New Research on Melting Ice Sheets
The current issue of Science Magazine is devoted to iceor, more specifically, the accelerating rate at which the world's ice sheets are melting. "Glacial earthquakes" have reportedly been rocking Greenland of late, as giant chunks of ice the size of Manhattan, lubricated by melting water, start stumbling into the ocean.
According to the findings in Science, the Earth's temperature by 2100 will probably be at least 4 degrees warmer than it is now, if current warming rates continue. The Arctic Ocean will be warmer than it's been in 130,000 years. Computer models indicate that warming could raise the average temperature in parts of Greenland to above freezing for multiple months, which could have a substantial impact on melting of the polar ice sheets, according to a paper by researchers led by Bette Otto-Bliesner of the National Center for Atmospheric Research. That melting could, in turn, raise the sea level by one to three feet over the next 100 to 150 years.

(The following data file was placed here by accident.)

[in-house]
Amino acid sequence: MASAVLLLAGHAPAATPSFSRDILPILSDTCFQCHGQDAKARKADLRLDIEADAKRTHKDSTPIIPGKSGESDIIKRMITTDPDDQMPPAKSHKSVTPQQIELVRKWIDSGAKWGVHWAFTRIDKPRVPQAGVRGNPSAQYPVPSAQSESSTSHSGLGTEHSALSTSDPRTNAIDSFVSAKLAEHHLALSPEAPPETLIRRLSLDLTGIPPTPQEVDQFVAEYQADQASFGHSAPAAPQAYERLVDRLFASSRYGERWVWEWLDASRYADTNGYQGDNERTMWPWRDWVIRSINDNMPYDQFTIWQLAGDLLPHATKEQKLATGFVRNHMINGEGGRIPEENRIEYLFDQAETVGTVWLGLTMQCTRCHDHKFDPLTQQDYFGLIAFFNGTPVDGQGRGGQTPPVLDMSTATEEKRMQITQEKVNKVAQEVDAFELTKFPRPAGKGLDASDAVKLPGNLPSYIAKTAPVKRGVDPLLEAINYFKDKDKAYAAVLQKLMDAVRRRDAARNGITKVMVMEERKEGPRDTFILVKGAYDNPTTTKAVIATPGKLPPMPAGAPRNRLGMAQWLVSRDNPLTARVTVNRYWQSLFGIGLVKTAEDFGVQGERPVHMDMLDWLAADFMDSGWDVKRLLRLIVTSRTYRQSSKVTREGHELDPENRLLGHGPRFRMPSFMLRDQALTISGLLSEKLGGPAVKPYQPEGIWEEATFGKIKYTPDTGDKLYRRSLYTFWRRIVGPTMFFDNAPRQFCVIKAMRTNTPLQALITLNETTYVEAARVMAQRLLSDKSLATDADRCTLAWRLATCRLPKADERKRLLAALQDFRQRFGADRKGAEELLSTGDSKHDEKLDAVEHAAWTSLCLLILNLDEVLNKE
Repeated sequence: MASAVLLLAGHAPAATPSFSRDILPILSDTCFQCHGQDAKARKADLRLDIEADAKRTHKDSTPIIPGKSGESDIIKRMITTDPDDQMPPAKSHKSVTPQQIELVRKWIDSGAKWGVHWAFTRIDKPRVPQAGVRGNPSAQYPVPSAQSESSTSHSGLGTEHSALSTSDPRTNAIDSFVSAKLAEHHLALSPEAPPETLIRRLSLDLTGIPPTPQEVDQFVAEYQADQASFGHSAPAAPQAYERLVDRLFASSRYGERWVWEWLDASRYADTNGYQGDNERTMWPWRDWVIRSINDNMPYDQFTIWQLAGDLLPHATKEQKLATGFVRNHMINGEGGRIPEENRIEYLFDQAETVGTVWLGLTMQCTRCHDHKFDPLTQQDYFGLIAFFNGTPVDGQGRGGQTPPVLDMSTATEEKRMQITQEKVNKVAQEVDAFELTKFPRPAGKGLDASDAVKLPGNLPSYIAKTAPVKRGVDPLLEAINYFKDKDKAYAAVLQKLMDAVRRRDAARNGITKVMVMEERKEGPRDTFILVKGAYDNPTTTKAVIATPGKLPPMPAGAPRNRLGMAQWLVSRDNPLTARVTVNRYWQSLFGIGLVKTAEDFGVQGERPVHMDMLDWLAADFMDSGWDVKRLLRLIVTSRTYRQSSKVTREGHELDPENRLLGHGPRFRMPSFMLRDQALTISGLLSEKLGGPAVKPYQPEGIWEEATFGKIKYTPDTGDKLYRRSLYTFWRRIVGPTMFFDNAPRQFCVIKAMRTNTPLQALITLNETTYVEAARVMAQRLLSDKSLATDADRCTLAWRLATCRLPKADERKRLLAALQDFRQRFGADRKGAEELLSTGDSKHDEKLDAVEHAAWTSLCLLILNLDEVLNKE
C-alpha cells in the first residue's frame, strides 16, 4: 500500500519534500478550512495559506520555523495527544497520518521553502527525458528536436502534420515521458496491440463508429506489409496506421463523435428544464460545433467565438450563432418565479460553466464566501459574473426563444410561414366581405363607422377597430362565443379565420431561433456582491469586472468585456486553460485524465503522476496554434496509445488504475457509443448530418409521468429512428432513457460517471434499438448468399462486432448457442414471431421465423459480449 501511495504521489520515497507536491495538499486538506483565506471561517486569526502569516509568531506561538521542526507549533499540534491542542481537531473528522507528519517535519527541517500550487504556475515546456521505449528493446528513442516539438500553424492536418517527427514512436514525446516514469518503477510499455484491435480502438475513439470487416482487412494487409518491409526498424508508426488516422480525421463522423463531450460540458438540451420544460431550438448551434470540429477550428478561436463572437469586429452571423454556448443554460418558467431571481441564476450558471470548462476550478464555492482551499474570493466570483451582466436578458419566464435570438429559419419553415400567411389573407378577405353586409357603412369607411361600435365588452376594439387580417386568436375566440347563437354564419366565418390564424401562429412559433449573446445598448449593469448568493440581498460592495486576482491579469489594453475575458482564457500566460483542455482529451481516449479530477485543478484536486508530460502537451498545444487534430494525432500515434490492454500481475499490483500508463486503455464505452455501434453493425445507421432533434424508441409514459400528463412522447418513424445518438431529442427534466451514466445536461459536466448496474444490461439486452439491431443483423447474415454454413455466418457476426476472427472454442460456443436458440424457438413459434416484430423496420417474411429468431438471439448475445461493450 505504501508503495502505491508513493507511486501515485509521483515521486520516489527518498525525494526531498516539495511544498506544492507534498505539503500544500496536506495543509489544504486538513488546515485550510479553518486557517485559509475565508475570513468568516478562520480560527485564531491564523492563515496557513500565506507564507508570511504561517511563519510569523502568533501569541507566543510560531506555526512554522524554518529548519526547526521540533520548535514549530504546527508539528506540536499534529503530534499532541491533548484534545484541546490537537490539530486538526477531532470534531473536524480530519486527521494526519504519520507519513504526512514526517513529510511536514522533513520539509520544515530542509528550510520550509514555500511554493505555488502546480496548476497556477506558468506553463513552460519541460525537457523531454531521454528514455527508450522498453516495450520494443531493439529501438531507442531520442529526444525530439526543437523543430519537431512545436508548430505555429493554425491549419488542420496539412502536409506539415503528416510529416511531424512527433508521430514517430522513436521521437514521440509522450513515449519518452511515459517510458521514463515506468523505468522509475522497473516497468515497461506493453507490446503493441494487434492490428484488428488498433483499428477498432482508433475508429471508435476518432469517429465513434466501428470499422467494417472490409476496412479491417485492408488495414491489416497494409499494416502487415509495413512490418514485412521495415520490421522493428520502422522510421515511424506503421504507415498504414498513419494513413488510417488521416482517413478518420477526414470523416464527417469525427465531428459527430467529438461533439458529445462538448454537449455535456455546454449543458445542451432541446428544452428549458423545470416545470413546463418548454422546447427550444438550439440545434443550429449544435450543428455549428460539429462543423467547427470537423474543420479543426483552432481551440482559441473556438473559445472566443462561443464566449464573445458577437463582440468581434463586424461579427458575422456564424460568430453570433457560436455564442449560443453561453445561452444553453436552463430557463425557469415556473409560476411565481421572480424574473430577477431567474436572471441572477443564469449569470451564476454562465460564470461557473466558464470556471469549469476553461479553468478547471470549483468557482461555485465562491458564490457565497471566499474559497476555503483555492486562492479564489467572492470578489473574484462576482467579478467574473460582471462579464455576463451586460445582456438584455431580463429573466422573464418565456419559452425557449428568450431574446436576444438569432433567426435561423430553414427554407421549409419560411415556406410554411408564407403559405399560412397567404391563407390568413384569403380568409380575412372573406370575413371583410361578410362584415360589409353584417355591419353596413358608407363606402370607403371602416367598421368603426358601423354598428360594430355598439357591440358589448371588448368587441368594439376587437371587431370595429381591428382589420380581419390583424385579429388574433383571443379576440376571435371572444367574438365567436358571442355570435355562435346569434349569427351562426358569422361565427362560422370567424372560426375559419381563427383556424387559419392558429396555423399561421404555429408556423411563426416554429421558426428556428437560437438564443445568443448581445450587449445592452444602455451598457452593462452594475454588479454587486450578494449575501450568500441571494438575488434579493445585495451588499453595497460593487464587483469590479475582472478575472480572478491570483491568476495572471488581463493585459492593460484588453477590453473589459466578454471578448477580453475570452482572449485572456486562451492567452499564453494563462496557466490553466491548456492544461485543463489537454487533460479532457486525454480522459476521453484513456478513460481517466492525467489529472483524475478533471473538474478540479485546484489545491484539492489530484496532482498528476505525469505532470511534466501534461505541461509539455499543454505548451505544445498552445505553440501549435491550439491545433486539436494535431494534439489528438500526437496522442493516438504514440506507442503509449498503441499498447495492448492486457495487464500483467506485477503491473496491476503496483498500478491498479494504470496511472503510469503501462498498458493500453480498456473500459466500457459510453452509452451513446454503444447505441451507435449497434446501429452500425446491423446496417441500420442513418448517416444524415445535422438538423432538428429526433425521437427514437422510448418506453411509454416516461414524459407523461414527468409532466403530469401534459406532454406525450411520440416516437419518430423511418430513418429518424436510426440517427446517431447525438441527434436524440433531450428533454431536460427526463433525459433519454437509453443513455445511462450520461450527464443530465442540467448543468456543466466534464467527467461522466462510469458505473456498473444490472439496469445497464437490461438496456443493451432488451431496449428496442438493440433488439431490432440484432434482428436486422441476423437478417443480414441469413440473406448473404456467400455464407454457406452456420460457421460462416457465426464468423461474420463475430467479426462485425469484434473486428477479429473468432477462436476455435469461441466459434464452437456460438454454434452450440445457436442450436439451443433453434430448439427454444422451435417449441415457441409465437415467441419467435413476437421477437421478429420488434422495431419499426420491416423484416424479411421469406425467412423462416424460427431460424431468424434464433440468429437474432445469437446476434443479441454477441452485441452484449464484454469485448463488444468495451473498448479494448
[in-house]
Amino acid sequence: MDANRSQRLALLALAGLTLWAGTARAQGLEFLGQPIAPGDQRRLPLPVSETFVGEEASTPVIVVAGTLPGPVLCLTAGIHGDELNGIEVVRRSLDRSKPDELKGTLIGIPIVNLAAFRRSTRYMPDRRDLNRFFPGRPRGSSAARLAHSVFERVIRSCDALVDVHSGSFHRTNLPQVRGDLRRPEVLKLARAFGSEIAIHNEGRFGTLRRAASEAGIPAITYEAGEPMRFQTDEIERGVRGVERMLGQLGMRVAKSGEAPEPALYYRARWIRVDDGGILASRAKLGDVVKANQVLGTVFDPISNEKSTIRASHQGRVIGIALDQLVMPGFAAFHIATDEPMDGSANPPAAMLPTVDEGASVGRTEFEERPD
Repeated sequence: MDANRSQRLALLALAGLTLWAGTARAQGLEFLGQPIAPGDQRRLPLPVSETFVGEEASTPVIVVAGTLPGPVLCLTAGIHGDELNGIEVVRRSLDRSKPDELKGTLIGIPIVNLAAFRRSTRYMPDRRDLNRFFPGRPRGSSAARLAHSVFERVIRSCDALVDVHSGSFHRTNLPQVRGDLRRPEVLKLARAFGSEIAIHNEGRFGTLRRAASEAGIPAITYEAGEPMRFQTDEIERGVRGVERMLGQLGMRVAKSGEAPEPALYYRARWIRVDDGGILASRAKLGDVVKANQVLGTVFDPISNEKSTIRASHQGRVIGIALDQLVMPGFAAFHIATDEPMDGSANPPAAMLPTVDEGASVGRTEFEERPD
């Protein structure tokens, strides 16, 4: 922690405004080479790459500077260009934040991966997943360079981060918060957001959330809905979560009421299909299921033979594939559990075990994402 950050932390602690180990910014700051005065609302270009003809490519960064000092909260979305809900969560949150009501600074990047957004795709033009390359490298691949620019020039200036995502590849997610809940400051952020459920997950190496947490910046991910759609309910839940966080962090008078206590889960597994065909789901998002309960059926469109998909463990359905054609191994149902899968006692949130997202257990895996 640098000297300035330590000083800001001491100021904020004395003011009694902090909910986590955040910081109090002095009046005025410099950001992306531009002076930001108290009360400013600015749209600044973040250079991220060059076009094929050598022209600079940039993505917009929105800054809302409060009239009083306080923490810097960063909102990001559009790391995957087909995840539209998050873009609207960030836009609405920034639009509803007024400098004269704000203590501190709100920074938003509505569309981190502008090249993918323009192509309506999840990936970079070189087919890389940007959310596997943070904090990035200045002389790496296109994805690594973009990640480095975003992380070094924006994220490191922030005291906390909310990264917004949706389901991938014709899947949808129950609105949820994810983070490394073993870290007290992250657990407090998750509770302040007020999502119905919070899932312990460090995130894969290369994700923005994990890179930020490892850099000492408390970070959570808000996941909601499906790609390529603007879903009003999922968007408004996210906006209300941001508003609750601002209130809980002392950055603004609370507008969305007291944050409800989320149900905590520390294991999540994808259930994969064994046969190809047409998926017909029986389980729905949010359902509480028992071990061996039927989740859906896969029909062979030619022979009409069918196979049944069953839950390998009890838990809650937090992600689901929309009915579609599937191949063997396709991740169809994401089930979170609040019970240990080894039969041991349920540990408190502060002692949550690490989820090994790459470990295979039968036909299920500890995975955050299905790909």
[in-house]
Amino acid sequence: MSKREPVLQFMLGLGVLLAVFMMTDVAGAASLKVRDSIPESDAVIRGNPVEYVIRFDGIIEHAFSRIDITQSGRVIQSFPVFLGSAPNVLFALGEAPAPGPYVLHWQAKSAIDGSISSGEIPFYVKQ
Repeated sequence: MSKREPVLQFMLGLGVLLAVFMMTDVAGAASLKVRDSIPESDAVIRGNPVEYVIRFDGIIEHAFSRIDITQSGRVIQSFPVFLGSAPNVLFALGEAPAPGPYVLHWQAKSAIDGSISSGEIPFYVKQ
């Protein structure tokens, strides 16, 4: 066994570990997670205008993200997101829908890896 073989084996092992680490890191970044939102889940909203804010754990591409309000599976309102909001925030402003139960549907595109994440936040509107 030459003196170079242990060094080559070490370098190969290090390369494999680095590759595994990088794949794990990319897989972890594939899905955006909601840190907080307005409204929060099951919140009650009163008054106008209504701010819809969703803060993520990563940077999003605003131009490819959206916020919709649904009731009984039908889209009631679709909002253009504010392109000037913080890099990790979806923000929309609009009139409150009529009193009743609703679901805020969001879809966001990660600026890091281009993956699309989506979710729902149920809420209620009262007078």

As Science puts it, "man is doing an experiment with the ice sheets, which is a scientifically interesting experiment, except it is going to have some serious consequences." As a result, island nations could be submerged, cities flooded, and millions of coastal residents could be exposed to destructive storm surges. According to researcher Julian Dowdeswell of Cambridge University, "the changing mass of the great ice sheets of Greenland and Antarctica represents the largest unknown in predictions of global sea level rise over the coming decades," making scientists increasingly concerned that at the rate we're going, global warming because of greenhouse emissions could raise sea levels to catastrophic proportions.